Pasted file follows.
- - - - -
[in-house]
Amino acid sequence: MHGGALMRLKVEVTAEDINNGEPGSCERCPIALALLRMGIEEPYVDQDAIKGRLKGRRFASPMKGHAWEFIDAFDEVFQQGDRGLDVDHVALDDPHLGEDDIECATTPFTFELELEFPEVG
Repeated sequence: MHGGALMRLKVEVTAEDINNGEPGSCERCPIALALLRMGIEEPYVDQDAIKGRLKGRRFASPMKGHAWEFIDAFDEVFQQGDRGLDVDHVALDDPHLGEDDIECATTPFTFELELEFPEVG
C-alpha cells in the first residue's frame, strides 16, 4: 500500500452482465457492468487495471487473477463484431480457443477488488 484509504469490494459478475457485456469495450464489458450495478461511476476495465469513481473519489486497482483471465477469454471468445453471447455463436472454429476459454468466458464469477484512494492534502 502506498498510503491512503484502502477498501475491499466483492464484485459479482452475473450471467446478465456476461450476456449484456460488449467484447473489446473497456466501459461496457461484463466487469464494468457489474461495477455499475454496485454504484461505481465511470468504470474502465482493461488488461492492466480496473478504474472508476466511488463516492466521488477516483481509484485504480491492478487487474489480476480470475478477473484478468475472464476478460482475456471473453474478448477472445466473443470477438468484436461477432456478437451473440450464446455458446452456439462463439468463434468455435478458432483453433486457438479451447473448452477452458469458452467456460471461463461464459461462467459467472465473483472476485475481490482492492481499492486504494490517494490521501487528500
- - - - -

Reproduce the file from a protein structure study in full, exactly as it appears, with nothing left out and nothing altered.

[in-house]
Amino acid sequence: MHGGALMRLKVEVTAEDINNGEPGSCERCPIALALLRMGIEEPYVDQDAIKGRLKGRRFASPMKGHAWEFIDAFDEVFQQGDRGLDVDHVALDDPHLGEDDIECATTPFTFELELEFPEVG
Repeated sequence: MHGGALMRLKVEVTAEDINNGEPGSCERCPIALALLRMGIEEPYVDQDAIKGRLKGRRFASPMKGHAWEFIDAFDEVFQQGDRGLDVDHVALDDPHLGEDDIECATTPFTFELELEFPEVG
C-alpha cells in the first residue's frame, strides 16, 4: 500500500452482465457492468487495471487473477463484431480457443477488488 484509504469490494459478475457485456469495450464489458450495478461511476476495465469513481473519489486497482483471465477469454471468445453471447455463436472454429476459454468466458464469477484512494492534502 502506498498510503491512503484502502477498501475491499466483492464484485459479482452475473450471467446478465456476461450476456449484456460488449467484447473489446473497456466501459461496457461484463466487469464494468457489474461495477455499475454496485454504484461505481465511470468504470474502465482493461488488461492492466480496473478504474472508476466511488463516492466521488477516483481509484485504480491492478487487474489480476480470475478477473484478468475472464476478460482475456471473453474478448477472445466473443470477438468484436461477432456478437451473440450464446455458446452456439462463439468463434468455435478458432483453433486457438479451447473448452477452458469458452467456460471461463461464459461462467459467472465473483472476485475481490482492492481499492486504494490517494490521501487528500